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Saturday, July 09, 2011

Page One: A Year Inside the New York Times

The shocking phone taping and tampering scandal that has led to the demise of The News of the World in the UK augurs well for journalism everywhere.

However, at another level, it illustrates print media’s desperation across the West as it fights a losing battle to survive the ceaseless onslaught of the internet.

On the other side of the spectrum is The New York Times, arguably the best English language newspaper in the world.

The institution has embraced technology willingly, and has a sturdy web presence that is one of the best in the world.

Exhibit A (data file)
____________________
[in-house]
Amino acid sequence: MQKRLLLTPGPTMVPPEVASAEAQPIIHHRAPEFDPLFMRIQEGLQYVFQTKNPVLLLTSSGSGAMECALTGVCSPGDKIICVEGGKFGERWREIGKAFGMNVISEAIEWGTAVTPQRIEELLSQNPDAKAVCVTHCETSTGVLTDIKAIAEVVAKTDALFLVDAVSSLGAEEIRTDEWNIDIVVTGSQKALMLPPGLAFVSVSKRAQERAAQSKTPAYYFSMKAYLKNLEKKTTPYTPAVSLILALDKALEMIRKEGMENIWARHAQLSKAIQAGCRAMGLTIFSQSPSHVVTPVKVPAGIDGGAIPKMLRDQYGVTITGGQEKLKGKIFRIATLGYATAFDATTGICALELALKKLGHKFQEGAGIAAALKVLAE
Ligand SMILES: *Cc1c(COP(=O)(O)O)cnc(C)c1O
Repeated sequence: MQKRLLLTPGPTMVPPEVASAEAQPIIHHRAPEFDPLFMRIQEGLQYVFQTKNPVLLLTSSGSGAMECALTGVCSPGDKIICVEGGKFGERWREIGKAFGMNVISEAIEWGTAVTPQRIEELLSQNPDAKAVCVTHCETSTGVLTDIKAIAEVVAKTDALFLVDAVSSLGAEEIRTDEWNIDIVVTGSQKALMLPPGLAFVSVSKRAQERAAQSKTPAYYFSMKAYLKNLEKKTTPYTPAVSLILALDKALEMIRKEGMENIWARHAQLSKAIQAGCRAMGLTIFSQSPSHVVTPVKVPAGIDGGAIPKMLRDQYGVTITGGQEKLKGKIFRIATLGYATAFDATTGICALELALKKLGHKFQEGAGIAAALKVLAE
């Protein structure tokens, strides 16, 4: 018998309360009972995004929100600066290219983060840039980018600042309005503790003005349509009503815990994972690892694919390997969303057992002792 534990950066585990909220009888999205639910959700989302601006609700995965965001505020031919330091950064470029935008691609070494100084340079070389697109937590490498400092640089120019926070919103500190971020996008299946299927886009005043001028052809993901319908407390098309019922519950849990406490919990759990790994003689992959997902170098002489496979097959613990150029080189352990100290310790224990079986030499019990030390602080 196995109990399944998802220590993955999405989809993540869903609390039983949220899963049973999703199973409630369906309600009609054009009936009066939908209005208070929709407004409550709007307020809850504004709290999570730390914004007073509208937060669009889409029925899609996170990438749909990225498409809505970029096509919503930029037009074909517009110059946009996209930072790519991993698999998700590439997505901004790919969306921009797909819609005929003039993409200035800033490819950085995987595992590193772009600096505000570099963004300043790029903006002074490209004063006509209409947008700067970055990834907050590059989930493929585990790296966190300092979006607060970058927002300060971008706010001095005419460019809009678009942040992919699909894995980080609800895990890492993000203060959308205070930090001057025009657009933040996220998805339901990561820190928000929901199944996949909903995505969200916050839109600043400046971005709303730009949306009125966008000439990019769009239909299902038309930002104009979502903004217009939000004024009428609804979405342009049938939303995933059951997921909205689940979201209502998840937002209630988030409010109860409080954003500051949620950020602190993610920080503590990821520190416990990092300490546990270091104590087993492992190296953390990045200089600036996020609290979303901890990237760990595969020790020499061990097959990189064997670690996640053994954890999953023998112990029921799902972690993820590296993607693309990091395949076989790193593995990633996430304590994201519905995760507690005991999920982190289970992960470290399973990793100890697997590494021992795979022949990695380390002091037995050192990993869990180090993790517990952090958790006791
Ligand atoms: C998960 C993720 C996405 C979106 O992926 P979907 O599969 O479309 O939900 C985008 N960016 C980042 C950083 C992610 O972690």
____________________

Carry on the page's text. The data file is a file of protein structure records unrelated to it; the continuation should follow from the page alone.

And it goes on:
Since The Atlantic prematurely announced its imminent death in 2009, the NYT has become a media institution that everyone who loves independent professional journalism wants to survive and grow.

Yet, as Andrew Rossi’s PageOne: A Year Inside the New York Times chillingly states, the internet has resulted in a quick and comprehensive collapse of the economics of the media industry where advertising paid for independent professional journalism.

The documentary – that premiered at Sundance Film Festival and is now showing at Cumberland in Toronto – raises several compelling questions.

It indicates that even as organised media is constantly changing and adapting to new technology, it doesn’t seem to be doing enough. The changes will be drastic and forced. And perhaps change the very complexion of organised media.

I hope that those who don’t see media (and professional journalism) as merely a technology-driven industry out-number those who do.

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